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Chinese citizens harass foreign journalists after BBC questions govt’s failure in containing floods: Here is what happened

Chinese netizens were miffed at BBC's coverage of the flooding situation in Zhengzhou. On microblogging site Weibo, they accused Robint Brant of 'factual distortion' and 'rumour-mongering.'

On Saturday (July 24), several foreign journalists were harassed by locals in the city of Zhengzhou in the Henan province of China. The hostile confrontation came after a BBC correspondent named Robin Brant questioned the local government over the flooding situation in Zhengzhou.

As per reports, the metropolis has witnessed a year’s worth of rainfall in the past week. This led to massive floods that claimed the lives of 69 people. While covering the news on Thursday (July 22), journalist Robin Brant quizzed the local government over its failure in containing the floods and the weak emergency response. “We don’t know why they were left so vulnerable,” he said over the death of a dozen people in a train carriage filled with water. In his report, he emphasised that Beijing had cautioned local governments to examine metro regulations and their preparedness.

However, Chinese netizens were miffed at BBC’s coverage of the flooding situation in Zhengzhou. On microblogging site Weibo, they accused Robint Brant of ‘factual distortion’ and ‘rumour-mongering.’ A post on Weibo read, “BBC reporter Robin Brant has appeared in disaster-stricken areas of our city many times, and has seriously distorted the facts. If you find this person, please call the police immediately.” Many posts were abusive in nature and threatened to leak the personal information of the journalist.

(Video Courtesy: Youtube/BBC)

Foreign journalists harassed by Chinese citizens over ‘mistaken identity’

As a consequence, Deutsche Welle (DW) correspondent Mathias Boelinger was stopped on the streets and gheraoed by an angry crowd after they mistook him for Robin Brant. In a Twitter thread, he narrated, “They kept pushing me yelling that I was a bad guy and that I should stop smearing China. One guy [tried] to snatch my phone. What I did not know at the time was that a manhunt was on after (Brant)…There is a vicious campaign against the BBC News in nationalistic circles and state media.” He had also shared a video of the incident, wherein he was reprimanded by another man for not having a positive view of China.

Boelinger was also accompanied by LA Times journalist Alice Su when the confrontation took place. At that time, they were interviewing local shopkeepers about the challenges or the ‘inadequate governmental help’ received by them. In a tweet, Alice Su wrote, “This is Mathias Boelinger and me in the streets of Zhengzhou yesterday. We were surrounded by an angry crowd shouting things like this is China, get out of China! I tried to de-escalate by “translating” the crowd’s message (Mathias is actually fluent in Chinese).”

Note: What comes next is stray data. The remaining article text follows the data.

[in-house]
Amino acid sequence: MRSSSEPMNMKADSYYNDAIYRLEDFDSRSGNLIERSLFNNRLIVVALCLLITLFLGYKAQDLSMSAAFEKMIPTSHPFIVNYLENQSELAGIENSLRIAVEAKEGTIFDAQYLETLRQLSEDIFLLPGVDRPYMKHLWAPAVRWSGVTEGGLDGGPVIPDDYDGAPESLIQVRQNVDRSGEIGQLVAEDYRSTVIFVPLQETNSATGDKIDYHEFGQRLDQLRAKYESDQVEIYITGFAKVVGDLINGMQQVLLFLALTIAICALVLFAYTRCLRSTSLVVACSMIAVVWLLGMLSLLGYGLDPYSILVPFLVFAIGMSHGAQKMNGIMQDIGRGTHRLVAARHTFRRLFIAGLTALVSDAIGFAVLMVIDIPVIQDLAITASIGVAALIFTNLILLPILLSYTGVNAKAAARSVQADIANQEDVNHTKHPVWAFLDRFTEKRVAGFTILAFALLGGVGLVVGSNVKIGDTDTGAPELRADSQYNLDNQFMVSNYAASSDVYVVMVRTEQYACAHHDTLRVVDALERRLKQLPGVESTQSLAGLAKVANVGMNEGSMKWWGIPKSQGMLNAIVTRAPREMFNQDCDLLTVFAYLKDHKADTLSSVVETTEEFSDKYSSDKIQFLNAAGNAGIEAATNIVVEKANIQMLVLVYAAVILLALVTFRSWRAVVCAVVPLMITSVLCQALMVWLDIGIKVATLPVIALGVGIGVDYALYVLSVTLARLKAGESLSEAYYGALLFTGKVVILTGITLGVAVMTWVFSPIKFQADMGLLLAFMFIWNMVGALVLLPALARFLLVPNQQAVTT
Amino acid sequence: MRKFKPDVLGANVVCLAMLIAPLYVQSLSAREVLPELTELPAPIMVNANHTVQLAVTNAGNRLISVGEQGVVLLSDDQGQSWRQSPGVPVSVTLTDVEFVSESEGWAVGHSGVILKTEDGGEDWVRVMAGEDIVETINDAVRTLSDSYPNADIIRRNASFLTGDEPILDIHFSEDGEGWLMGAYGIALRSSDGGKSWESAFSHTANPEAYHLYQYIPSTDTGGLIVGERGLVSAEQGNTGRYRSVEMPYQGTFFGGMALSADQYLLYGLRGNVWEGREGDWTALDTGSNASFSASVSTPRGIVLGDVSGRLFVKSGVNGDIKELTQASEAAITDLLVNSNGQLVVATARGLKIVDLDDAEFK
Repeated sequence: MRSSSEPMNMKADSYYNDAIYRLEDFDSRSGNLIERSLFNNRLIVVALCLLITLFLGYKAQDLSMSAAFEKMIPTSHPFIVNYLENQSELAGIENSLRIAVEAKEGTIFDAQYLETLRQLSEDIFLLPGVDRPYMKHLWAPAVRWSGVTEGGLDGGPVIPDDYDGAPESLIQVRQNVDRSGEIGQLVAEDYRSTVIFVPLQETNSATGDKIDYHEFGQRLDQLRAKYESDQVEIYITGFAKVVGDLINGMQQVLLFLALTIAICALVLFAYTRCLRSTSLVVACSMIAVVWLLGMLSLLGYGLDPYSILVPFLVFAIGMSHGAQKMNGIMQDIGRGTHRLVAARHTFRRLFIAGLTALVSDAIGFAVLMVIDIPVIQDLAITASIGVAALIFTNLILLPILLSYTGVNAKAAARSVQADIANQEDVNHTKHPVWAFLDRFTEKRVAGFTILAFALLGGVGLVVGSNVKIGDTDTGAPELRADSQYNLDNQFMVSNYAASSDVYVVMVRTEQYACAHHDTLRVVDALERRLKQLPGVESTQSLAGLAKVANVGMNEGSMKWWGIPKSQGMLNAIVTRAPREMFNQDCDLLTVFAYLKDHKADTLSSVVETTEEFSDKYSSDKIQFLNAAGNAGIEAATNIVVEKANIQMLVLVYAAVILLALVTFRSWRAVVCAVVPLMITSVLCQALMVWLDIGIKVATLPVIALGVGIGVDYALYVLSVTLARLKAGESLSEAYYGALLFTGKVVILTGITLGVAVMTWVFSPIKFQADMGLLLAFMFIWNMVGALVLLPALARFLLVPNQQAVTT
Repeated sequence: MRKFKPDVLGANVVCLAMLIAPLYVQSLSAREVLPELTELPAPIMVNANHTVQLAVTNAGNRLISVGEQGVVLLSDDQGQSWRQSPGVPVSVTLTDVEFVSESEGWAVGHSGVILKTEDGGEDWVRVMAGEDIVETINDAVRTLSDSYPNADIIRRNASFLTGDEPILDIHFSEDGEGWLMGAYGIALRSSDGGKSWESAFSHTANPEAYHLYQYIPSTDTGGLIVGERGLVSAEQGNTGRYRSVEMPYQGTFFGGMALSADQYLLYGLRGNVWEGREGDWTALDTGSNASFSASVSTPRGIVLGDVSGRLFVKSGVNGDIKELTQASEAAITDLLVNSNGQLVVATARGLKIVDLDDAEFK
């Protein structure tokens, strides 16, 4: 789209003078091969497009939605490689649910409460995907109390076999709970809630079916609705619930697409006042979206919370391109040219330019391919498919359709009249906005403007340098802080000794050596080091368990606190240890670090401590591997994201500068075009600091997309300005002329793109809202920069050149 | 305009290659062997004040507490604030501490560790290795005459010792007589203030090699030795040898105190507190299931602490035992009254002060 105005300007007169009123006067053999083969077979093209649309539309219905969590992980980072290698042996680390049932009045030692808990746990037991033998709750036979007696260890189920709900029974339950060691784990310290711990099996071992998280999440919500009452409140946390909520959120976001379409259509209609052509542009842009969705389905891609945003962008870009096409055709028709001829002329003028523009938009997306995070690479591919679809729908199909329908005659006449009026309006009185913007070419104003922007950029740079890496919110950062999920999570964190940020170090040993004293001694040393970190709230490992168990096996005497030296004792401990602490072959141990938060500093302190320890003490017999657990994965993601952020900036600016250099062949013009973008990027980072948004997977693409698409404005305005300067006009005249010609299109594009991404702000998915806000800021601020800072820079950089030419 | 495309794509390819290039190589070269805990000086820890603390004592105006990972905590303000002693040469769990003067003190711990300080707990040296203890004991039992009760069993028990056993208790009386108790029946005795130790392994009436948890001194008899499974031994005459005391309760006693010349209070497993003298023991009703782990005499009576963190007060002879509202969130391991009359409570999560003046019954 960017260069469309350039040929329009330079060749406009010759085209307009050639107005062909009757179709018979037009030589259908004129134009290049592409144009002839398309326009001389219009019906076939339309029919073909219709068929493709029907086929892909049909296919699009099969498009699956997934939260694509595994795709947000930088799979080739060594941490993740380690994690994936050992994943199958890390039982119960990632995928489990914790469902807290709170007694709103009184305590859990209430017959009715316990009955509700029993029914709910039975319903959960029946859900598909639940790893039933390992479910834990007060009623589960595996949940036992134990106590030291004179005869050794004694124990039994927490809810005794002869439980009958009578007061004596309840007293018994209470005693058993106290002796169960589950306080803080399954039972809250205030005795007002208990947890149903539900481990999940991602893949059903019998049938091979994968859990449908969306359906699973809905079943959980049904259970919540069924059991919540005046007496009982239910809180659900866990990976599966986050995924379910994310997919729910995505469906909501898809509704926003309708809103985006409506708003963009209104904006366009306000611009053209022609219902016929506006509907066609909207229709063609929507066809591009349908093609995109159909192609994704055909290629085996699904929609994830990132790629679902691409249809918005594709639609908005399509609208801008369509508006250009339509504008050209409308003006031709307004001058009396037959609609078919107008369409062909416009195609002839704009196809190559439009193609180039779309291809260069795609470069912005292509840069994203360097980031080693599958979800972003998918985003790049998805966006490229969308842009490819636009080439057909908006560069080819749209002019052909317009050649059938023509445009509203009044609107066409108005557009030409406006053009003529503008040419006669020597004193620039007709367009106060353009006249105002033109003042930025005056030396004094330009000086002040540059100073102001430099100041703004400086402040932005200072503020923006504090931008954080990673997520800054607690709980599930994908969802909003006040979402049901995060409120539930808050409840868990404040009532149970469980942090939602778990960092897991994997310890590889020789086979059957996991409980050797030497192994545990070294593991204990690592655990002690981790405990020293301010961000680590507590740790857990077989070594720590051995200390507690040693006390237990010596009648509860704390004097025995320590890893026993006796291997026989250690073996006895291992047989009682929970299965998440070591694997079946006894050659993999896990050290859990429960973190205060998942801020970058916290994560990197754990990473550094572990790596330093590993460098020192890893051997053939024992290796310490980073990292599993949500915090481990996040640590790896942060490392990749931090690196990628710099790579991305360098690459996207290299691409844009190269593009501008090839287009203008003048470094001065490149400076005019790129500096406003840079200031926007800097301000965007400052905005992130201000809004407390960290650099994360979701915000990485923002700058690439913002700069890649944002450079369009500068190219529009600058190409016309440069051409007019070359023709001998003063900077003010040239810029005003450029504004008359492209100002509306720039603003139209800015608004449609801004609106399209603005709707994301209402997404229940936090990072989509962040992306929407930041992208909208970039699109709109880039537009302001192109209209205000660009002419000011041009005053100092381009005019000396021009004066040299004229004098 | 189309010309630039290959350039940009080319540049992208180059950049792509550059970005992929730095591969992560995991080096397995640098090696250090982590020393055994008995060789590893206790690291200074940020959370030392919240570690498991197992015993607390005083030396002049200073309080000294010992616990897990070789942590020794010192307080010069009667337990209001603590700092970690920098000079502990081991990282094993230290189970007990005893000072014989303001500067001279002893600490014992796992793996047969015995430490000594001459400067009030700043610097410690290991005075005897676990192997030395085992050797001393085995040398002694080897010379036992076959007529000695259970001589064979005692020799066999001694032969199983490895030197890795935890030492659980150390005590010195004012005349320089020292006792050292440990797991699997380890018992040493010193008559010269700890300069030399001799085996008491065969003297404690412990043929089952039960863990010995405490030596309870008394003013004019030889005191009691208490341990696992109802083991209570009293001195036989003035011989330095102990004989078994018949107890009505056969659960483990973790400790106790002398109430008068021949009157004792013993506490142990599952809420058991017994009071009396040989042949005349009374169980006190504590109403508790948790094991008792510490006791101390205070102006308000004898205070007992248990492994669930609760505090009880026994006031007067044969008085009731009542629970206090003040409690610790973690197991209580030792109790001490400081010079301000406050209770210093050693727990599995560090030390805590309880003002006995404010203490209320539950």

In visuals shared by Su, it could be seen how the crowd had been intimidating the duo. While commenting on the video on Weibo, Chinese netizens had called for their deportation from the country. A similar treatment was meted out to Katrina Yu of Al Jazeera. She wrote, “Sad sign of increasing anger and suspicion towards foreign media in #China. When we filmed in front of the #Zhengzhou subway crowds were recording us and calling the authorities. This post on Weibo warns residents “don’t accept interviews from foreign media, don’t be used!”

While commenting on the vitriol faced by the foreign media in China, BBC journalist Stephen McDonell tweeted, “There’s been an orchestrated campaign against the foreign media in #Zhengzhou, fuelled by the Communist Youth League. So the strategy to try to make it a patriotic duty to harass those doing real reporting to distract from criticism of bad infrastructure not coping with flooding?”

Screenshots of vitriolic posts on Weibo shows the growing anti-foreign media establishment amount Chinese netizens. Communist accounts with 100K+ followers have accused DW and BBC of spreading rumours and emphasised that the journalists need to be thrashed.

Screengrab of the toxic posts on Weibo

Chinese State media’s defence and growing censorship

China has been criticised for peddling the myth of Zhengzhou being a sponge city. The Chinese government had spent 50 billion Chinese Yuan in infrastructure to prevent flooding in the metropolis. However, the disaster wrecked by the flood shows otherwise. While foreign media has exposed the mismanagement by Chinese authorities, lapdog media network Global Times has come to the Communist Party of China (CCP’s) rescue.

It claimed, “Chinese observers refuted the reports, noting that these media reiterated the loss, but neglected one fact, that the floods in Zhengzhou is a once-in-a-century occasion and beyond any city’s bearing capacity. They noted that the Zhengzhou government has made its best efforts to limit the loss.”

Reportedly, Chinese media has been specifically instructed to report only authoritative information and not draw connections to past events or take a sorrowful tone. The growing influence of the Chinese regime has made it difficult for the foreign press to operate in the country. To add to it, the Communist government had expelled 20 foreign journalists so far in the past 2 years over ‘critical reporting.’

 

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OpIndia Staffhttps://www.opindia.com
Staff reporter at OpIndia

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